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UPN to ‘Star Trek’ Film: Help Beam Ratings Up

Times Staff Writer

The “Star Trek” franchise has long been a raft for the fledgling UPN network to Klingon to.

But ratings for its latest “Star Trek” spinoff, “Enterprise,” have fallen more than 60% since its debut last year, leaving executives at the Viacom Inc. unit to wonder whether the show is nearing its final TV frontier.

Hoping to re-energize the program, Viacom executives are looking to “Star Trek: Nemesis,” which opens in movie theaters today, to lure viewers to the small screen as well. Moviegoers at more than 100 Loews Cineplex theaters nationwide will see a 40-second trailer promoting the TV show. And fans can enter drawings on the network’s Web site and in Loews theater lobbies to win a guest role on the series.

“This is about getting viewers more aware of our show,” said Dawn Ostroff, UPN’s entertainment president.

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The marketing blitz fulfills a mandate handed down this year by Viacom’s president, Mel Karmazin, to make promoting the $4-billion “Star Trek” franchise a corporate priority. At the same time, UPN executives say they are making plans to broaden the network’s reach beyond its core crew of Trekkies.

As one executive put it, they can’t rely on the “Star Trek” franchise to be “the end-all, be-all,” that it has been in the past.

More than 13 million people last year tuned into the first episode of “Enterprise,” which unfolds in the pioneering days of deep space travel, a century before the 1960s space cowboy Capt. James T. Kirk was zipping around the universe.

On Wednesday, 4.7 million viewers were watching. Although most TV programs experience audience drop-offs after season premieres, UPN executives and the show’s producers were depending on “Enterprise” to exhibit more of that storied “Star Trek” staying power.

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Three previous incarnations produced by Paramount Television -- “Star Trek: The Next Generation” (1987-1994), “Star Trek: Deep Space Nine” (1993-1999) and “Star Trek: Voyager” (1995-2001), the show that launched the UPN network -- all lasted seven seasons.

UPN executives, however, won’t say how many seasons they expect “Enterprise” to survive.

“It’s still one of UPN’s highest-rated shows, although these days that’s not saying too much,” said Steve Sternberg, a TV analyst with Magna Global USA, an advertising buying firm.

UPN’s other signature shows also are sliding. Ratings for the network this season are down 18%.

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World Wrestling Entertainment’s “Smackdown” is pulling in nearly 2 million fewer viewers on Thursday nights than during the show’s peak three years ago. And onetime cult sensation “Buffy the Vampire Slayer,” which UPN wrested last year from its archrival, the WB network, by paying $2.3 million an episode, is losing the Tuesday night ratings wars. WB’s cheaper upstarts, “Gilmore Girls” and “Smallville,” are faring better.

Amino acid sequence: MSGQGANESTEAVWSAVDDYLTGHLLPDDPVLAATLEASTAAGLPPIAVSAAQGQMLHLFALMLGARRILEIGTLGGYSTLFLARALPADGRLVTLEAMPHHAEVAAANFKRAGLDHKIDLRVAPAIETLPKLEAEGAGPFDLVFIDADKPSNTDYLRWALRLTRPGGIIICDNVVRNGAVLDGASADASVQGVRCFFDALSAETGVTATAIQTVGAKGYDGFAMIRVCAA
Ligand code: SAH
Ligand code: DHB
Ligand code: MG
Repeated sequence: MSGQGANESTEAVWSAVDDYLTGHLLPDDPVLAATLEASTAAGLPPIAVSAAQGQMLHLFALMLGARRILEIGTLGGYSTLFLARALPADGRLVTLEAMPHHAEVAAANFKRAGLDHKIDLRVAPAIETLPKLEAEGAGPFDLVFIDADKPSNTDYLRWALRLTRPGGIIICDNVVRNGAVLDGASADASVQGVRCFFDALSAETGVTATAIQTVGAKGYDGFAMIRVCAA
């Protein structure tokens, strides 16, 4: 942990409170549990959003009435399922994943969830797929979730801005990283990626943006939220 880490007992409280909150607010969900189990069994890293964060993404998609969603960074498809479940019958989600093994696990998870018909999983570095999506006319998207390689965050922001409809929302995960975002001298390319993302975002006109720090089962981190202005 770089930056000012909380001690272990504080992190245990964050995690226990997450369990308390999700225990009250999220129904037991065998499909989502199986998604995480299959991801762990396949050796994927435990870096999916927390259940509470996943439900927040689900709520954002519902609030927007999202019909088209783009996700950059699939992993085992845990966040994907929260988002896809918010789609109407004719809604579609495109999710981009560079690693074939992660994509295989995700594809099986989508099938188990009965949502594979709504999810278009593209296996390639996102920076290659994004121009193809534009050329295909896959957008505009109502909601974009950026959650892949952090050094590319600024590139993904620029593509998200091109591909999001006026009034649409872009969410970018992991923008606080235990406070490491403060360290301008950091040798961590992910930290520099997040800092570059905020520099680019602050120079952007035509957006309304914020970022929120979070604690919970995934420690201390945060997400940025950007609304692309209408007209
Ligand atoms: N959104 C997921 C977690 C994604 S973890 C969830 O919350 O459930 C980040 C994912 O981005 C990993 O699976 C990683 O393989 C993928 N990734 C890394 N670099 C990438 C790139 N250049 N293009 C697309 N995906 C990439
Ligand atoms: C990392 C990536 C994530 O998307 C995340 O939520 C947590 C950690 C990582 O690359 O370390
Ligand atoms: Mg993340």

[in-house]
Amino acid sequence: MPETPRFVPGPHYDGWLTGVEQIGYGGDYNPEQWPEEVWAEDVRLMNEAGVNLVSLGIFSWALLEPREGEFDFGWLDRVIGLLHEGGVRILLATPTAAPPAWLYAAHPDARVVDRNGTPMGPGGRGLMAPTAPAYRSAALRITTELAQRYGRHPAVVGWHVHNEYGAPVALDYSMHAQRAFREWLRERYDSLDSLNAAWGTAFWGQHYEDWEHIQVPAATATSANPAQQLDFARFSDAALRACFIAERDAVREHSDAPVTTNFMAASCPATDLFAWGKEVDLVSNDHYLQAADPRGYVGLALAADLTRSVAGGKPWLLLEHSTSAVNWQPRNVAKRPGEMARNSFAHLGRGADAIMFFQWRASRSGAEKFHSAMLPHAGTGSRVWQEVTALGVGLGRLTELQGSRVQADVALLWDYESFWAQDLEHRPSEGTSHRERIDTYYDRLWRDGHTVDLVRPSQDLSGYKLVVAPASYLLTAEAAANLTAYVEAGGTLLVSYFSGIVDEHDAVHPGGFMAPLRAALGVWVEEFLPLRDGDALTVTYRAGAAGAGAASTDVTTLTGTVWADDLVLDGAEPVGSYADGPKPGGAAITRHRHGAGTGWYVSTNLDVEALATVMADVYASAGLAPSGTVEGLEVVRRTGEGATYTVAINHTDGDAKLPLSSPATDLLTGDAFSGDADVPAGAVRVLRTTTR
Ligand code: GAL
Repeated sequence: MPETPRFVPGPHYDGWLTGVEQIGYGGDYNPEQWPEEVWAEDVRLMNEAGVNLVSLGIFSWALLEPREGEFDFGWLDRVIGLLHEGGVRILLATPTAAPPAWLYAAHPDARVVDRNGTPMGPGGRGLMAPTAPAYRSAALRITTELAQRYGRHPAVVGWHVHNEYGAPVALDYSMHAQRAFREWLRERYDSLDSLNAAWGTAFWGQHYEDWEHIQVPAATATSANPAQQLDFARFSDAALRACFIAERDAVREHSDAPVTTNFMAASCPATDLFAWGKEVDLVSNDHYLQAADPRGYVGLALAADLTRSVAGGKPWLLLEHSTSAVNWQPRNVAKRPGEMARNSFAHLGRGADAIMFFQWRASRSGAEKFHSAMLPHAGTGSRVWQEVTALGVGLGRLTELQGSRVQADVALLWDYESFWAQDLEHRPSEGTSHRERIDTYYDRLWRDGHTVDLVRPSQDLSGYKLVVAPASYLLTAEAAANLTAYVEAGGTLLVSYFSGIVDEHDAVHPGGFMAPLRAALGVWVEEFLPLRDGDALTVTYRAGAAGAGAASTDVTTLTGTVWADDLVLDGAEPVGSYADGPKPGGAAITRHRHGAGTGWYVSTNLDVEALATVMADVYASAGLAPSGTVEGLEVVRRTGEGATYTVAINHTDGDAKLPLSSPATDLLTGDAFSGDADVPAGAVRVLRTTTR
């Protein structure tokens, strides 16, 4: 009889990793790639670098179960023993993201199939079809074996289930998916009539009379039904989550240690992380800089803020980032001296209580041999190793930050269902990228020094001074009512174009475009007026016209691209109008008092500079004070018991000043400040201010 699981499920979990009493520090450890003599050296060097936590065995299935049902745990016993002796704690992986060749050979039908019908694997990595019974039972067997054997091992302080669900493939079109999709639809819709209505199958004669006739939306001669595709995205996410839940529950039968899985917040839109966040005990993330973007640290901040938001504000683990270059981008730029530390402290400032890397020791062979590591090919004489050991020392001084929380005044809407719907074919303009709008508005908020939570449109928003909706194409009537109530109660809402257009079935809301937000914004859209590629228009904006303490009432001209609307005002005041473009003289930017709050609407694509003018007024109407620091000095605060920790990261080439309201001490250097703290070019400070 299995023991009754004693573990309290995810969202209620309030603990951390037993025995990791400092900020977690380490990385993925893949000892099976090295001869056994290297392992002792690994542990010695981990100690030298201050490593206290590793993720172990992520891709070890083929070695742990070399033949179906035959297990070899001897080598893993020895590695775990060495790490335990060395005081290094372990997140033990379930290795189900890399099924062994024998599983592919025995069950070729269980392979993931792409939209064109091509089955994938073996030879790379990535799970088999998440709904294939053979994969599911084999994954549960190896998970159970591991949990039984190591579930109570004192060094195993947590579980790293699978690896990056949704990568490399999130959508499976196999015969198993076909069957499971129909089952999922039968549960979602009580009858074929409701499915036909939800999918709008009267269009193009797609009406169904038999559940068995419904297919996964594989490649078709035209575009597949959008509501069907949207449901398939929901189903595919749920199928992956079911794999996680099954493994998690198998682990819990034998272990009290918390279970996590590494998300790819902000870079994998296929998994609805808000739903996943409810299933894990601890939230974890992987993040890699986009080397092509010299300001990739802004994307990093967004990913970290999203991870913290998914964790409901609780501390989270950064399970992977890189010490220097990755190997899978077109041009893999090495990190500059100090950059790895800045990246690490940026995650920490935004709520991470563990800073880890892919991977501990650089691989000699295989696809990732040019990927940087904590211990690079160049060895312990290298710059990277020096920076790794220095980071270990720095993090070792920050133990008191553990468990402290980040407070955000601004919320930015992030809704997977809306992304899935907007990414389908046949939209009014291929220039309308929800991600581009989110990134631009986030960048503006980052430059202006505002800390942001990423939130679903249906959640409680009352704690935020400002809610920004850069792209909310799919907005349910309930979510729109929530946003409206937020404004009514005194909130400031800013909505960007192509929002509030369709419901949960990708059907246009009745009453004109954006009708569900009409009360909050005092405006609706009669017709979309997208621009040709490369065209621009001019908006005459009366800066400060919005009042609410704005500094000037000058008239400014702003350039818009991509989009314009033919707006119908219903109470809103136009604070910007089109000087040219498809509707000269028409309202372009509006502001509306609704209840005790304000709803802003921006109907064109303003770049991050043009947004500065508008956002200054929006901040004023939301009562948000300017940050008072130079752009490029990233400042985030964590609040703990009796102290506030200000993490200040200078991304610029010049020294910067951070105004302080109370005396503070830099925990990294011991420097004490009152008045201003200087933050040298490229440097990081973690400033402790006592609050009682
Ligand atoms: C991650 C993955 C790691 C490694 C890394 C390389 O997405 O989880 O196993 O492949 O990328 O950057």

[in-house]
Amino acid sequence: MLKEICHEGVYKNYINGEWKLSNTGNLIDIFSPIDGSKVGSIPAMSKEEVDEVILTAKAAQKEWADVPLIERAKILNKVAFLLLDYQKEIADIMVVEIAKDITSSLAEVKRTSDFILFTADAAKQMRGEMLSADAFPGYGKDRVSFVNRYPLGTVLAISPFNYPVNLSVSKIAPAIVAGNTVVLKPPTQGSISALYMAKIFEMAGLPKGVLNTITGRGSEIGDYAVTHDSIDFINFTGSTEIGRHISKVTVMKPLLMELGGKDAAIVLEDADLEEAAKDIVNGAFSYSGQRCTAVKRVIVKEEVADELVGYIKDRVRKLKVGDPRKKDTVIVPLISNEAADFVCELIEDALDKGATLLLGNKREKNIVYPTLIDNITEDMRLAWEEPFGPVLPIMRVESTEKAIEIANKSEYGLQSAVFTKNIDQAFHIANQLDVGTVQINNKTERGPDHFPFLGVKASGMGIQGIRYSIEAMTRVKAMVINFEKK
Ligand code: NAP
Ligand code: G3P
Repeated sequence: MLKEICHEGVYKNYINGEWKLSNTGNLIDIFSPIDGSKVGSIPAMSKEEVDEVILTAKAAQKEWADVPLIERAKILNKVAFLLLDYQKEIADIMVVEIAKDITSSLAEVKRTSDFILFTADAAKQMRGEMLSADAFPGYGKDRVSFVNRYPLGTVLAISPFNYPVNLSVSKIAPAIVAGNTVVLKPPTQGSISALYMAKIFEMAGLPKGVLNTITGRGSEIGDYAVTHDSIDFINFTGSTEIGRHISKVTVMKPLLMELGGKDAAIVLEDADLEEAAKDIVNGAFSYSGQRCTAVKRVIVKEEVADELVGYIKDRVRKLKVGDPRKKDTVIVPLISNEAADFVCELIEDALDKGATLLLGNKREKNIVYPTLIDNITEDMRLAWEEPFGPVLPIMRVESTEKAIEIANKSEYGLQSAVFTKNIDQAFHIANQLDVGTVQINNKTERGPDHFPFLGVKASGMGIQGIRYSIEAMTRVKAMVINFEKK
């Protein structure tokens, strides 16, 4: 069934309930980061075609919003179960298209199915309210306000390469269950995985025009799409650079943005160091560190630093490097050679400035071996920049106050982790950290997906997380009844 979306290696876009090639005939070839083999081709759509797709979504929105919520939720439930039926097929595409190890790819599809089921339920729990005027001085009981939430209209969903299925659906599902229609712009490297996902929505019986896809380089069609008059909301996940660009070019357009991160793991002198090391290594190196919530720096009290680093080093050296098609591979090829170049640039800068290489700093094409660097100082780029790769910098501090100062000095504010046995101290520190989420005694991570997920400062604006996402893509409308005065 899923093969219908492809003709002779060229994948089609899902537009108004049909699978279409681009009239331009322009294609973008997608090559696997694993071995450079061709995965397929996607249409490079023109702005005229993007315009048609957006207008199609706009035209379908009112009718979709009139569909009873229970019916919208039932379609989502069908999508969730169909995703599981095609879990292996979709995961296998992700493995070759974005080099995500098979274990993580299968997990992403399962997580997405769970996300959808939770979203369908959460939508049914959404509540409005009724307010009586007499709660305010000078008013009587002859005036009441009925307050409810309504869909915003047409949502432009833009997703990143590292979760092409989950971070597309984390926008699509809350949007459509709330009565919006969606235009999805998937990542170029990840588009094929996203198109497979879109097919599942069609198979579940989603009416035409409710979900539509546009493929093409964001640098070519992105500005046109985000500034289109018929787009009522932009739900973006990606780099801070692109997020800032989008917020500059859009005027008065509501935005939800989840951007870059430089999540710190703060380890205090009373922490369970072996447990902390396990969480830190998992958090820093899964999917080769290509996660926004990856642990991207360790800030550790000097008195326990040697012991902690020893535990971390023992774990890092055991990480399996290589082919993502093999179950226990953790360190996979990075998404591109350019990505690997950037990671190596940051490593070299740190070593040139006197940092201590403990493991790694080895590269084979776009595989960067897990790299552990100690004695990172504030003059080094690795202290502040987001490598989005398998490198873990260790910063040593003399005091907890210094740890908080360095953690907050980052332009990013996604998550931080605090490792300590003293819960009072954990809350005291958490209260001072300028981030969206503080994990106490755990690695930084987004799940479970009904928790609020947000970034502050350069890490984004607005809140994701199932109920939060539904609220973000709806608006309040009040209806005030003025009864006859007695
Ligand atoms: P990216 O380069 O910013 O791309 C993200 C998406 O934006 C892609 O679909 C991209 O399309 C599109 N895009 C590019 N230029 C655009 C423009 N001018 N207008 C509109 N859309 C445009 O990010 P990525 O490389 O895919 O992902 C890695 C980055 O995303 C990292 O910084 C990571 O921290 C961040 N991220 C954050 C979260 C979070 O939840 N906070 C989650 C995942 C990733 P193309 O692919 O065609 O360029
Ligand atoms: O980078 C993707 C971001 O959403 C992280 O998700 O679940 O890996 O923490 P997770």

Advertisers and analysts say 8-year-old UPN has never gained traction because it has no clear identity and a patchwork of programming.

Its successful Monday night lineup of comedies, including “Girlfriends” and “One on One,” has been a sunny spot in an otherwise bleak year. Still, most Monday night viewers don’t return to UPN later in the week.

The network canceled its heavily hyped new show “Haunted” after three episodes produced skeletal ratings. The network attempted to lure Monday viewers to Wednesday by airing a remake of “The Twilight Zone” after “Enterprise.” But instead of winning new viewers, UPN might have unintentionally hurt the “Star Trek” spinoff by pairing it with a show panned by critics and viewers.

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“There is some erosion in ratings, but our situation is far better than it was a year ago,” said Leslie Moonves, the president of CBS, another Viacom unit, who has taken charge of UPN.

Moonves inherited the struggling network this year because Viacom was frustrated by continuing losses. The consolidation helped trim UPN’s deficit from $100 million last year to an estimated $40 million this year.

Advertisers are unfazed by the lower ratings for “Enterprise.” For pushing upscale products such as Lexus, Audi and Nintendo, the show is still a dependable source of the most desirable viewers: Tech-savvy men ages 18 to 54.

Executive producer Rick Berman, who also produced the “Star Trek Nemesis” movie, defended “Enterprise,” despite the lower ratings.

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“Creatively,” he said, “ ‘Enterprise’ is as good or even better than ever.”

Others disagree, however, and the topic has generated endless discussion on Internet message boards and in chat rooms.

Some fans love the show, spending hours discussing plot lines, the theme song, the crew members’ uniforms and the realism of the technology aboard the Enterprise.

But many have written the show off, saying it has failed to capture the imagination of “Star Trek” loyalists.

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“It’s not breaking new ground,” said Steve Krutzler, editor of TrekWeb.com, a site devoted to “Star Trek.” “The show doesn’t seem very inspired.”

TV analyst Larry D. Gerbrandt, chief content officer for Kagan World Media, a research firm in Carmel, said the series is no longer on the cutting edge.

“They’ve sort of lost the touchstones in a way,” Gerbrandt said. “Capt. Kirk and Picard were there to save the universe every other episode. These were stories of universal proportions. But it seems like over the last couple of years the stories have gotten smaller and less important.

“Where’s trans-warp drive when you really need it?”

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